Thursday, March 13, 2008

"You're Getting Sleepy..."

Yesterday was my first ever brush with hypnotherapy. For a while now, I’ve considered hypnotism as a possible fix for my undying vegetarian status. Don’t get me wrong, I’m not unhappy being a vegetarian. If I continue to be a non-meat eater for the remainder of my years here on earth, it won’t trouble me too much. Then again, there are a few reasons I wouldn’t mind becoming a non-veg. First, there is always the health aspect of my diet- my proteins are derived mainly from beans and cheese…and there are only so much Taco Bell one can eat. Also, everyone knows about the Omegas. Needless to say, I have no threes or sixes in my diet. Most importantly, being that I'm going on my 24th year of vegetarianism, I’m running out of options. I love to eat and although I’m rather adventurous when it comes to cooking, there is only so much I can do. To put it bluntly- I’m getting bored. I want more…I want more options, more abundances, more variety, more indulgences.

I actually want to eat meat- so when my friend Helen came to me with an opportunity to see a hypnotist, I jumped on board. Helen was getting hypnotized in order to stop smoking cigarettes while under the influence of alcohol. Easy enough. My issue proved to be a bit more complicated; my vegetarianism isn’t really a moral issue or a taste thing- it’s something deeply rooted in me- almost inherent. Nevertheless, we embarked on this psychological adventure together.

Jayne, a licensed hypnotherapist, sat cross-legged on a couch across from me while I situated myself next to a fireplace in an exceptionally comfortable bean bag chair. We began with a brief history of why I’m a vegetarian and a few of the issues surrounding the incident. Jayne decided that the best option for me would be to undergo “regression therapy.” Being a cynic- I was skeptical. Jayne rationalized the process and made it clear that the “farm incident” was not the only damaging experience I underwent at that stage- another trauma was the strain of being misunderstood. When I had made the decision to cut out meat, I was so young that expressing myself was a struggle. As opposed to viewing my aversion to meat as a logical resolution, adults simply wrote me off as an immature child with difficult eating habits. Fundamentally, I felt misread and lonely. Being pushed to eat meat shortly after the incident could have affected me as adversely as the decision itself. Jayne explained that through regression therapy, we would reach the route of the problem and basically reprogram my mind from an early stage. I would then be equipped to accept myself for the decision and to let “young Morgan” know that “it’s OK” to consume animals.

Jayne had me to close my eyes and proceeded to speak to me until I was completely relaxed. At this point, she was able to fully communicate with my subconscious as I was in what can described as a half-conscious state. Jayne asked me to picture a television screen with “little Morgan” at the dinner table on the eve of the original farm visit. (My thoughts: yeah right!) But I went ahead and did what I was told. I walked up to little Morgan as my present self and had a conversation with her. I told her that I love her and no matter what she decides to eat, she will grow up to be an intelligent and healthy woman. I gave her a hug and let her know that I understand her and that she is not alone. I told her that meat is both healthy and tasty. I told her that the animals were killed humanely and that they probably lead nice lives before they were slaughtered.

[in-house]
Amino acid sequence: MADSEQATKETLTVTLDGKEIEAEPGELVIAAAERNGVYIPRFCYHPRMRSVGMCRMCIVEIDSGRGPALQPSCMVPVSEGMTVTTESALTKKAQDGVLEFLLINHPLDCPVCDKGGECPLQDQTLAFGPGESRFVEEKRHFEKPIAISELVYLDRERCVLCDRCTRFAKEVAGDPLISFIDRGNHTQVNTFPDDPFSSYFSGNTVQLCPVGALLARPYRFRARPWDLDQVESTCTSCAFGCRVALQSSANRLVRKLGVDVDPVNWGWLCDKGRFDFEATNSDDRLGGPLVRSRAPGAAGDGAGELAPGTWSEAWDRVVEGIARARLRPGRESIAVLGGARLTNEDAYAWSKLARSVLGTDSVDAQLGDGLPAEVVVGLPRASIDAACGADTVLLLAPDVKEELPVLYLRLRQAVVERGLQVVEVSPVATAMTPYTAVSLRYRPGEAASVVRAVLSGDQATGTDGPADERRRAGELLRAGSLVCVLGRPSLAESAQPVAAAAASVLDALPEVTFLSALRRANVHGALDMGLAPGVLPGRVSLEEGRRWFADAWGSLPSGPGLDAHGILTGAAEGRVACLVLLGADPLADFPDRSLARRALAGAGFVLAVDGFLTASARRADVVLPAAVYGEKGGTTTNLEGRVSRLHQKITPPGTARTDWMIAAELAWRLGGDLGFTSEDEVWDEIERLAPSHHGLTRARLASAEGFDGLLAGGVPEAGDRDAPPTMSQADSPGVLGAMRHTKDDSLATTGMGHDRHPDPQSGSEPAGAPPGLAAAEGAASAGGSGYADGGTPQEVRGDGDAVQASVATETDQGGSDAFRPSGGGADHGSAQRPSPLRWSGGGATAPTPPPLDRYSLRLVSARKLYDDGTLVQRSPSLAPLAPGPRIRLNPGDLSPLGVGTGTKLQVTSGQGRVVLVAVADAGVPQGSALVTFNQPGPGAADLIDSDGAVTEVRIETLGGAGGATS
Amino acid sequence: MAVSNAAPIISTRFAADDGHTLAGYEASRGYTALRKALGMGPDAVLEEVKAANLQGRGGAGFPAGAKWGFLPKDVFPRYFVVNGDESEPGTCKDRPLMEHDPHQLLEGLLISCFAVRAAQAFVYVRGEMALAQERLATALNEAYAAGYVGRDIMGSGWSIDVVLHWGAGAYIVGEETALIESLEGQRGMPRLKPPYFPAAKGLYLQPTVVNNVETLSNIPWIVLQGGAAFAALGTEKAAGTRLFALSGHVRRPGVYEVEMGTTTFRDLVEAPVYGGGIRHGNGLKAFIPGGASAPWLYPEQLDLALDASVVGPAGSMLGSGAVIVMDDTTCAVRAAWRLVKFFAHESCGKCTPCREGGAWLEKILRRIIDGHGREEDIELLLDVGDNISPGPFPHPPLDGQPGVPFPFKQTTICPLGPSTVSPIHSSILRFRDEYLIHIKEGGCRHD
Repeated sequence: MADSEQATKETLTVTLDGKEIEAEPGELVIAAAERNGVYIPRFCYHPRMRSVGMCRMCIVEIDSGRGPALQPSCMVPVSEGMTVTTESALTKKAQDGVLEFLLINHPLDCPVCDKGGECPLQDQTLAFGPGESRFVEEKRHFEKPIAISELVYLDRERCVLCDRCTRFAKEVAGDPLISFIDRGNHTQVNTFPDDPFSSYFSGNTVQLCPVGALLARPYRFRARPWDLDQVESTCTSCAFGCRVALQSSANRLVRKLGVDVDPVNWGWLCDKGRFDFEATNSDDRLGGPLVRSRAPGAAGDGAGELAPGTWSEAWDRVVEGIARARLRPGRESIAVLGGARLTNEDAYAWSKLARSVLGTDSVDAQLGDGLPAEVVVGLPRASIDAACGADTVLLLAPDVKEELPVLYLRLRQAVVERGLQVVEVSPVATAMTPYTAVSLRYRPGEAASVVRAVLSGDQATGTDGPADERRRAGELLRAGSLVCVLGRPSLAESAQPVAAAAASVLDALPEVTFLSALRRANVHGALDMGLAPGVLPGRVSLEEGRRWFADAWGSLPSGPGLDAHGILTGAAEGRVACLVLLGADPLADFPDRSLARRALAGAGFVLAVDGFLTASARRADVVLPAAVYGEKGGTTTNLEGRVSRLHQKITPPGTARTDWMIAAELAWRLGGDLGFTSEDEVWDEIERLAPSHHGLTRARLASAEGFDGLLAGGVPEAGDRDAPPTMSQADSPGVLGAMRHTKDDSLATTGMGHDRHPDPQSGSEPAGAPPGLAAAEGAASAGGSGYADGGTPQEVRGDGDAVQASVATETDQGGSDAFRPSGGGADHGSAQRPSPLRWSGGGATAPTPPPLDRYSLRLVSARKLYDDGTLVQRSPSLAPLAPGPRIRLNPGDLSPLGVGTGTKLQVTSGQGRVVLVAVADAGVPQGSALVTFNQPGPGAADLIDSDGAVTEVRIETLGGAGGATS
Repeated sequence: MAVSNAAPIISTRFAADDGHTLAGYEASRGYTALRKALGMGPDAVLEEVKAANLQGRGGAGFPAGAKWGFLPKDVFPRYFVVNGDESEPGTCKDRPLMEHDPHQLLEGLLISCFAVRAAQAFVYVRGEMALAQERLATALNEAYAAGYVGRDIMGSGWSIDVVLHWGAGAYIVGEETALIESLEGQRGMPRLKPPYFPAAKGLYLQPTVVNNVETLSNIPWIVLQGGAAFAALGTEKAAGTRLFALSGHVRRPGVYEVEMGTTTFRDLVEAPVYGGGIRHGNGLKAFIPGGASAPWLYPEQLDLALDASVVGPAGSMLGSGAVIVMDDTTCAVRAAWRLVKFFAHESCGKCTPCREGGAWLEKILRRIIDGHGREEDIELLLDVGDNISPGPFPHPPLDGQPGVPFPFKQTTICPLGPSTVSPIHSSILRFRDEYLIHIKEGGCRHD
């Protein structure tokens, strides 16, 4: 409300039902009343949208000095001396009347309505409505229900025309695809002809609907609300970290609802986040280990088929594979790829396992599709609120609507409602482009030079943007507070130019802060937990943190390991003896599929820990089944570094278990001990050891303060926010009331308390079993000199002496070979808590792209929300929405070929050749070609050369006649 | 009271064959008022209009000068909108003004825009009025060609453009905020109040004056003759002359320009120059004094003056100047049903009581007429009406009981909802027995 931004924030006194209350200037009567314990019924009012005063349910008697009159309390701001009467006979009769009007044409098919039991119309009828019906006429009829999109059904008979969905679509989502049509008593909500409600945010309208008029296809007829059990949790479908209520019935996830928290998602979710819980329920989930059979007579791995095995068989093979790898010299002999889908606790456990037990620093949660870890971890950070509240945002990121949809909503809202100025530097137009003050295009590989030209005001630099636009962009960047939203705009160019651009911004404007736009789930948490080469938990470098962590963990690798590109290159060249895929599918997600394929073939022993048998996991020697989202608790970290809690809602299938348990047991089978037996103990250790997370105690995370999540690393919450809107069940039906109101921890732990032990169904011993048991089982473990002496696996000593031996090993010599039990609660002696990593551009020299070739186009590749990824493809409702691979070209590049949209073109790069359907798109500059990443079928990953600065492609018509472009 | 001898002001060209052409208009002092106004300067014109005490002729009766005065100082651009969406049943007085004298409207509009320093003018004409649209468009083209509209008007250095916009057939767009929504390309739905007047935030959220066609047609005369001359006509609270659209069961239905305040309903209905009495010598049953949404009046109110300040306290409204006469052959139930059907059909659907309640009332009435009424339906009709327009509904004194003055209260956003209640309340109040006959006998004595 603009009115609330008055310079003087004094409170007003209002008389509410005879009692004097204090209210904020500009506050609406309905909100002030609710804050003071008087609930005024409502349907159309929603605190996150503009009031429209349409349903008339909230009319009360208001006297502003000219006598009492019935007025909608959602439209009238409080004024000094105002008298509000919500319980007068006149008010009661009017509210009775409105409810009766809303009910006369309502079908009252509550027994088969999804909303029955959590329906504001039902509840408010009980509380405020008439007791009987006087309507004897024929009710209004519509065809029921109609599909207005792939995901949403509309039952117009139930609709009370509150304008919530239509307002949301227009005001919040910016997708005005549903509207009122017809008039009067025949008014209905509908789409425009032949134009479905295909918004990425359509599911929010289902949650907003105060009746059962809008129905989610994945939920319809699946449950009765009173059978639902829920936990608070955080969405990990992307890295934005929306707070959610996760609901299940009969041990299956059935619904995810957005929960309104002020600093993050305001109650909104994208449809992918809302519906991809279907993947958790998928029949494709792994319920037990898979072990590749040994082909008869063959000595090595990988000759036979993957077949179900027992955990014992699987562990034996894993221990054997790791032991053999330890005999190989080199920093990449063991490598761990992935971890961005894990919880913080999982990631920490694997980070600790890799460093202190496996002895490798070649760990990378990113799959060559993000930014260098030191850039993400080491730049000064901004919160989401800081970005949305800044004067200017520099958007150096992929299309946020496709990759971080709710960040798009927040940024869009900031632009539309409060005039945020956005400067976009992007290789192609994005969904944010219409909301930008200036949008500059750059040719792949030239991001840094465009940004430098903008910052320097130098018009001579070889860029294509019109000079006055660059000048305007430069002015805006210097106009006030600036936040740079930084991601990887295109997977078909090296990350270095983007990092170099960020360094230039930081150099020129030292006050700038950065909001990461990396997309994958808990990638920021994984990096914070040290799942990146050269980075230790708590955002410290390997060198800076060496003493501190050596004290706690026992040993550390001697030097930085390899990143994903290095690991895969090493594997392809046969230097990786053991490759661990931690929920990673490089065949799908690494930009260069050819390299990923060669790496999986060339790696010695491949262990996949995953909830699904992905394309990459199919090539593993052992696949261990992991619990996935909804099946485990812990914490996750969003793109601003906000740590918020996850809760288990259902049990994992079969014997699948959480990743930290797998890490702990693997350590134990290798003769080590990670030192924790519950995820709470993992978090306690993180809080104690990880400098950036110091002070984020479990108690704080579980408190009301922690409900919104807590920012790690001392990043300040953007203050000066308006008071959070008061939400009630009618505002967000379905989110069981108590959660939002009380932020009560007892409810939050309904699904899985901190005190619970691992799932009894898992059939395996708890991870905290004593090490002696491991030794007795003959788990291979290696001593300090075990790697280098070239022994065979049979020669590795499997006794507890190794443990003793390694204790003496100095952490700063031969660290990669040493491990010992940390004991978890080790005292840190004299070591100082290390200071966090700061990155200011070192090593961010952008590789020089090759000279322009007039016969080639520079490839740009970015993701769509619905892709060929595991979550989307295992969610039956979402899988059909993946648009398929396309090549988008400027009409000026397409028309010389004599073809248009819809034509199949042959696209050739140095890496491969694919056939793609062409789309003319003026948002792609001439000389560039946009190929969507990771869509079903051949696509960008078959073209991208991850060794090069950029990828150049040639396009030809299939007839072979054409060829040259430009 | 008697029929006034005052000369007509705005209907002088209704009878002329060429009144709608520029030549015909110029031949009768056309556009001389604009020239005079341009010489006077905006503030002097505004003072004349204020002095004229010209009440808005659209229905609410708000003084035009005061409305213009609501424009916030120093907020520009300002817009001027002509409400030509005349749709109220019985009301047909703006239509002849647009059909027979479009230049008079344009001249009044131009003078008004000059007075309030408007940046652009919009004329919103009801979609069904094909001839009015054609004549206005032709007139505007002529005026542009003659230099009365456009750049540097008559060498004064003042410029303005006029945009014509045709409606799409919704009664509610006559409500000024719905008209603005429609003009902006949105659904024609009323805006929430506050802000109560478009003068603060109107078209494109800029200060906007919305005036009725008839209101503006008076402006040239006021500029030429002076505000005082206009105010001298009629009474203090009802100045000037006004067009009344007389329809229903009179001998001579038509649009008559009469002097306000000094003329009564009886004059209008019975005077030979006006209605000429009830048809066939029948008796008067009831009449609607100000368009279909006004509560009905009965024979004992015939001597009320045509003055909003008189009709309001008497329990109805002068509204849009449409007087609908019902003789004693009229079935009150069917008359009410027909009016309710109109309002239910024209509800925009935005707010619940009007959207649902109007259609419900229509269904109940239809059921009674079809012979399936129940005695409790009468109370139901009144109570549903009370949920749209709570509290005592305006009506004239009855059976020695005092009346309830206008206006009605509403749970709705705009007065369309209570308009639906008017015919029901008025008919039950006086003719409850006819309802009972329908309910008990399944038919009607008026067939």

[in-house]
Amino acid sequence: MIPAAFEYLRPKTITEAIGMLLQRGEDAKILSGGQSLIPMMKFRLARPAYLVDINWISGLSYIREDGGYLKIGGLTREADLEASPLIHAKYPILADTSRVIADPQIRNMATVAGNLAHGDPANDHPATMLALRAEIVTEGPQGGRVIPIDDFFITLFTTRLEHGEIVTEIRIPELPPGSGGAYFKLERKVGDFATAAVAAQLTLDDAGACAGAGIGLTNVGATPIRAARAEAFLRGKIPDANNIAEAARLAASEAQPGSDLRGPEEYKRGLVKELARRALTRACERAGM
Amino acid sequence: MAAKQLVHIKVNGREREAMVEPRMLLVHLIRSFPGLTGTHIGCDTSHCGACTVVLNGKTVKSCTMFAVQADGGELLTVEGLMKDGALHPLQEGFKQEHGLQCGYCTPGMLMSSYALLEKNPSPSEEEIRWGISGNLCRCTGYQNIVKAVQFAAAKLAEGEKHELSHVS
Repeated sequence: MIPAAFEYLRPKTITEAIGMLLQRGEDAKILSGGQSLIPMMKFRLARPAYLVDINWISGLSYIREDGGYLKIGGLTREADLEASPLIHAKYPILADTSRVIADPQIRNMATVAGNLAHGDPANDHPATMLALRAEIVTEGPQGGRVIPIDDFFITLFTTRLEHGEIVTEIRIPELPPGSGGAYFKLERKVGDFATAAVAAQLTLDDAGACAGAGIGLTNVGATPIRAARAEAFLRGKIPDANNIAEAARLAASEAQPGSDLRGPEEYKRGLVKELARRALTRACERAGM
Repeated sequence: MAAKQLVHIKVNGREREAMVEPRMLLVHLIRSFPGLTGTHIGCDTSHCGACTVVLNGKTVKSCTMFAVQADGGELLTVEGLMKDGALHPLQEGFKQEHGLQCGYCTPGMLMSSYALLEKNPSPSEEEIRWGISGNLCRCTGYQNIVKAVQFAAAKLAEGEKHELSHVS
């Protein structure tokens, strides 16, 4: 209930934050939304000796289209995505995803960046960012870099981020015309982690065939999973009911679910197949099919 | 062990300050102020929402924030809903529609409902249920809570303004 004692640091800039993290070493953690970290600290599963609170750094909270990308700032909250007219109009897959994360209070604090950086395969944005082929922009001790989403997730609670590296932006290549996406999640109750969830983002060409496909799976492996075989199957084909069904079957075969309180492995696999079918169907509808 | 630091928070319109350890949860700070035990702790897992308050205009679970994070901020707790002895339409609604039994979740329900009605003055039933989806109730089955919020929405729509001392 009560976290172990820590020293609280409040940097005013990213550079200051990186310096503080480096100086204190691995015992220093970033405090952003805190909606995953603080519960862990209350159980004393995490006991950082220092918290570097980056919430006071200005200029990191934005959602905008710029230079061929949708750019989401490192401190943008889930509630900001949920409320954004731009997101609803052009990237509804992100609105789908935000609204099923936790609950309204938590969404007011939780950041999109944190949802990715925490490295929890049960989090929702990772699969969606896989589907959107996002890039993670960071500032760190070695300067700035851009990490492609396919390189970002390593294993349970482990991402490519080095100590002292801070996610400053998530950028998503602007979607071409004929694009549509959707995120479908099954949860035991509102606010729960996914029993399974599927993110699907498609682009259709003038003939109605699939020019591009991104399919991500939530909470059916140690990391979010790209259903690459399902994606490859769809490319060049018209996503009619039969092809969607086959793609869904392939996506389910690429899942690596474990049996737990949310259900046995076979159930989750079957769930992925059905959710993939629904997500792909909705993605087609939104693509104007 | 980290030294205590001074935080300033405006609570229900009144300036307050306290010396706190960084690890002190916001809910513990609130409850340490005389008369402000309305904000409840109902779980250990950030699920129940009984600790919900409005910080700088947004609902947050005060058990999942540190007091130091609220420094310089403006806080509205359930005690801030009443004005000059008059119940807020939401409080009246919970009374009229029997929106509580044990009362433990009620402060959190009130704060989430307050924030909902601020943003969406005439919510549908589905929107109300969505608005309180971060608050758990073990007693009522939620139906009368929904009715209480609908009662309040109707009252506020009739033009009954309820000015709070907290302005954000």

At the end of my big-Morgan/little-Morgan reunion, I gave little Me one last hug and told her that she is well loved. Writing this now, I’m witnessing the encounter as an outsider would view it and to be honest, it all seems a bit ridiculous. I have to admit though; it was quite an emotional experience. I was brought to tears. Even Helen, seated behind me in the room, was reaching for tissues.

I wasn’t ready to say goodbye to little Morgan. There was so much more I wanted to tell her. I wanted to warn her about things she would experience and I wanted to remind her that like the vegetarianism thing, everything would be OK in the end. Regrettably, my session ended and I had to leave her behind prematurely.

Spending time with little Morgan may not have cured my vegetarianism but what it did do is present to me an entirely new set of issues- a Pandora’s Box of sorts. My desire to remain with little Me brought up a few concerns. For one, I seem to be holding on a bit too tightly to the younger, more innocent version of myself. Maybe I’m not yet at peace with my past and who I was then- as opposed to who I am now. I was unbelievably sad sitting next to little Me- it was actually distressing. I don’t know why, but I didn’t want to leave her. I can’t seem to decipher whether it’s little Morgan I didn’t want to leave or adult Morgan not wanting to be without her. What I do know is that another session with Jayne seems to be in order upon my return to this country in June. In the meantime, let’s see if I can have a few crab cakes with dinner.

No comments: